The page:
Metabolic products of pathogenic bacteria

N10 naviagtor10 at hotmail.com
Thu Feb 12 18:33:39 EST 2004


"Jane Gonzales" <jrpatto at emory.edu> wrote in message
news:BC51243F.27E6%jrpatto at emory.edu...
> Good Morning!
>
> I'm attempting to provide the research for chemists devising a new method
> for detecting pathogenic bacteria in food, and have what I thought would
be
> a simple question. However, after several days of intensive research, I
have
> not been able to put my finger on it, most likely due to my lack of
working
> knowledge in microbiology!
>
> Would anyone be so kind as to inform me where I can find a list or
database
> (or ANYTHING!!) of the metabolites/products/gases/stuff exuded/given
> off/produced by bacteria,specifically those involved in food poisoning and
> food spoilage? I've located a database of metabolic pathways, but do not
> have the background to determine which of the end-products would actually
be
> excreted by the cell into the environment.
>
> I am grateful for any help that is offered!
>
> ---

Hi Jane

I really dont think you are going to be very lucky on this one unless you
can a find list of
exotic compounds ,characteristic and specific to the types  of organisms you
have mention.

Im fairly familar with the metabolic products of most group II food borne
pathogens and nothing really stikes me as target
which might be usufull as an organism specific identifier  in a food matirx.

Frankly I would be predict that detection or quatation by metabolite
production would be a very
unreliable technique for many reasons.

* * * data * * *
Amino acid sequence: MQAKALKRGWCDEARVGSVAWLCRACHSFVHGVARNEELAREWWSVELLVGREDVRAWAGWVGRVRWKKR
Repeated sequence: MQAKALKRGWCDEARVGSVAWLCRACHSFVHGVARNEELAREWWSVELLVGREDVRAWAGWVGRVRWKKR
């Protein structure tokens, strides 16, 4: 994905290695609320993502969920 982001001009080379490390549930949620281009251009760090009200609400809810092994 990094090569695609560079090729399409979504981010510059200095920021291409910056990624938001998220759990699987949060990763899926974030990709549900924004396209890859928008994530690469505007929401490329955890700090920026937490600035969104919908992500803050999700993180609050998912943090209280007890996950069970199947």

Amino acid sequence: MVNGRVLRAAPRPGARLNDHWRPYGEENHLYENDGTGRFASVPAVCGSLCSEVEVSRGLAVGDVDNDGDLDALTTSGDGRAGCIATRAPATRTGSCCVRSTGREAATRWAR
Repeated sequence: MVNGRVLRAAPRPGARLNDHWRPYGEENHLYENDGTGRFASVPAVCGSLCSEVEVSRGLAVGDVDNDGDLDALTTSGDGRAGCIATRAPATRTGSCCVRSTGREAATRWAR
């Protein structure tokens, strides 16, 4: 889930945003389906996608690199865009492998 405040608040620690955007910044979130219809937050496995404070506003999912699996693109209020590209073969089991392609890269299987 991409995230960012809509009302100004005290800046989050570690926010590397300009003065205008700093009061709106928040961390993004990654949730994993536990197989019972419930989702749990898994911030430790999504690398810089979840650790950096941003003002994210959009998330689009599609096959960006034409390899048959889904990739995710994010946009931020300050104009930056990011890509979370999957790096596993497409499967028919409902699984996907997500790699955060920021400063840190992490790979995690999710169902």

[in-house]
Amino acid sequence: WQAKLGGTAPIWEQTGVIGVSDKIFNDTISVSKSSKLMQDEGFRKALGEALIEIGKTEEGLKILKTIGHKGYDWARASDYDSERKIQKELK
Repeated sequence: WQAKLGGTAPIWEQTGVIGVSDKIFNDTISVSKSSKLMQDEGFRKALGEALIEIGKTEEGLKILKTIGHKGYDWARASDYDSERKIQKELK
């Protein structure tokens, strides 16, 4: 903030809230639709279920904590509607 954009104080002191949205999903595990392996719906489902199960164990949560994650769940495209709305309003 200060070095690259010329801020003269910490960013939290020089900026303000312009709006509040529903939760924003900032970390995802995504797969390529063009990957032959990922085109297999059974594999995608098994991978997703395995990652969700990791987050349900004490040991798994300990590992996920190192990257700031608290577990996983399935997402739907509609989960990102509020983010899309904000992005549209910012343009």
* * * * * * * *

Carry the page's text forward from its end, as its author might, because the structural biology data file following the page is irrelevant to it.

Firstly consider the example of Salmonella which may be present but capable
of infection in levels as
low as  10 cells per KG of food mateial !!!! You are not going ot detect
many metabolites from that level of contamination
and then ad the various factors of metabolic stress due to food processing
and things become more even difficult for you.

Pcr based systems would and do however detect such low low levels of
contamination with accuracy and rapidity.

Also unless you go for exotics my guess is that most food matrices will
contain a mozaic of microbial metabolites in
almost random patterns depending on the type of processing and various
factors relating to ingredients.

Also may metabolites are common to  several genera and few are group
specific enough in isolation to
unqiuely identify a particular organism or even genus of organism.

Genreal metabolite detection and their effect on conductivity and
capacitance was the basis of  Impdeance technique.

These were higly non specific and required elegant cultural situations to
produce
presumtive isolation of specific target organism..in other words cumbersome
and at best an interesting system for no specific pesudo quatation.


If you turn your attenion to toxin detection  as an idndicator of specific
pathogenic contamination then you pressuppose
toxin is produce in all instanses of contamination which it is not.

I really dont want to pour water on your vison but the best tools we have
for rapid and accurate detection of  food borne pathogens
todate focus  around PCR and ELISA assay. Ememrging techquies invovle probes
tragetign cel wal structures and intra cellualr structures but
not metabolites.

Perhapes you could expand a little more on the proposed technique just in
case I havent fully understood the direction thi sresearch wil take.

Best N10









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